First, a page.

This illustration and graph describe how and when energy transfers on a simple pendulum.
As the washer swings down, potential energy is transformed into kinetic energy. At the bottom of the swing all energy is kinetic energy. As the washer moves up, kinetic energy is transformed into potential energy. At its highest point in the arc of the swing, once again the energy is all potential energy.
When your partner moved the washer to the left or right from its resting position, he or she gave the pendulum potential energy. It was potential energy because the washer could swing due to its relative position and gravity. This kind of potential energy is known as gravitational potential energy.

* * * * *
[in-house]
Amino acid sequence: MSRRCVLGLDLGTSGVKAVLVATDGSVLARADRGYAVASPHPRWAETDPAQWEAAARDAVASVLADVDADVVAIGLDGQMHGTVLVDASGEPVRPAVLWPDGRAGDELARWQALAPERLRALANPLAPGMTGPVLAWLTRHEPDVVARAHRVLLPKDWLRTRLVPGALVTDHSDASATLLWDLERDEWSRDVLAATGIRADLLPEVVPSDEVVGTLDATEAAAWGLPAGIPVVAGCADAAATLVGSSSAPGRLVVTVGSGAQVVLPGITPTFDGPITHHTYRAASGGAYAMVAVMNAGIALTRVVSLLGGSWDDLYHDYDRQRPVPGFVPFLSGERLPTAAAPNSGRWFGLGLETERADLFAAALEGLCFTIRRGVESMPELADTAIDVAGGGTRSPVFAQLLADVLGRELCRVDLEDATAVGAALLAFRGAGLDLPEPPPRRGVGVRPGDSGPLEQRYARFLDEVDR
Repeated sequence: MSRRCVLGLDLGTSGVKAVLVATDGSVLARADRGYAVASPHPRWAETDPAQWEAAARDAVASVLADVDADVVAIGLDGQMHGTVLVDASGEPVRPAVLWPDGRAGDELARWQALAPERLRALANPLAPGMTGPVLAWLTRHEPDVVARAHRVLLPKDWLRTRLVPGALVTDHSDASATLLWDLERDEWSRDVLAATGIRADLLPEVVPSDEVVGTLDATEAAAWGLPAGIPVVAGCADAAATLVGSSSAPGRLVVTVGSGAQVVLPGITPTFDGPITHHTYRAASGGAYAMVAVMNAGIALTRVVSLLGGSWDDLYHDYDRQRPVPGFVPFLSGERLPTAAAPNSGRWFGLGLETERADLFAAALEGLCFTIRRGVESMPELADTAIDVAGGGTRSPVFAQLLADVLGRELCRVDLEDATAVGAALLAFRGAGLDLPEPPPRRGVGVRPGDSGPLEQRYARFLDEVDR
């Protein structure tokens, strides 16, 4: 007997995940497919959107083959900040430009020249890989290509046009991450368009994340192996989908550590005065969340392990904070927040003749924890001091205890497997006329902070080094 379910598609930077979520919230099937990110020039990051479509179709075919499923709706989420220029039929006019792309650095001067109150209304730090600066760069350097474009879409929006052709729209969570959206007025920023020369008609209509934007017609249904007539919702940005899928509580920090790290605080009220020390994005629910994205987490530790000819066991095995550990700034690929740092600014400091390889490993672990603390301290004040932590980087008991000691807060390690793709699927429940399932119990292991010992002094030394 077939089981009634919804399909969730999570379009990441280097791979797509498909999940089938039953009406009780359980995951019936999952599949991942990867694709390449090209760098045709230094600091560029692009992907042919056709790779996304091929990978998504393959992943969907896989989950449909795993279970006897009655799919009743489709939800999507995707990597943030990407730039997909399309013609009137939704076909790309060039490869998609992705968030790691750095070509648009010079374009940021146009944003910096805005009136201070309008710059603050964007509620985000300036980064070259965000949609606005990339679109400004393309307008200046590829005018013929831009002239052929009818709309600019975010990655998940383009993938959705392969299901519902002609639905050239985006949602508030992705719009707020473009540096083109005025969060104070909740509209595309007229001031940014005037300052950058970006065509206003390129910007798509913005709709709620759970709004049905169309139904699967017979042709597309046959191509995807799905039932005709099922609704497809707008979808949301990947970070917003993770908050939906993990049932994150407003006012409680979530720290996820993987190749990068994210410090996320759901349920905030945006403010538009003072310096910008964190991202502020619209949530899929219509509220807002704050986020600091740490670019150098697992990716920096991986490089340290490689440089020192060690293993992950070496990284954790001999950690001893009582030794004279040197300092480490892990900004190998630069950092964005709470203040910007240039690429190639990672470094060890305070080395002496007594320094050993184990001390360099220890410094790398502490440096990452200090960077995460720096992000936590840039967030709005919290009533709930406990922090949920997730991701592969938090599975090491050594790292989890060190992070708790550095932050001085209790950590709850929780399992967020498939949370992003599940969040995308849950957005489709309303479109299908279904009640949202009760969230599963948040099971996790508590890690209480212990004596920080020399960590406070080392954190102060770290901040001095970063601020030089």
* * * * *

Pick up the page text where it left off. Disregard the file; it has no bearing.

What’s interesting about a pendulum, though, is that when you let go of it, the potential energy gradually transforms into kinetic energy. And then it gets faster and faster until it reaches the lowest point of the swing. At that point the kinetic energy starts transforming back into potential energy on the other end of the swing. Then, the pendulum actually comes to a stop! It comes to a stop for a very short time at the end of each swing. When it is “at rest” the energy is once again potential energy.
With this great system going, you might think the pendulum would never stop. But as you observed, it does indeed stop swinging after a while. But why? Where did all that energy go?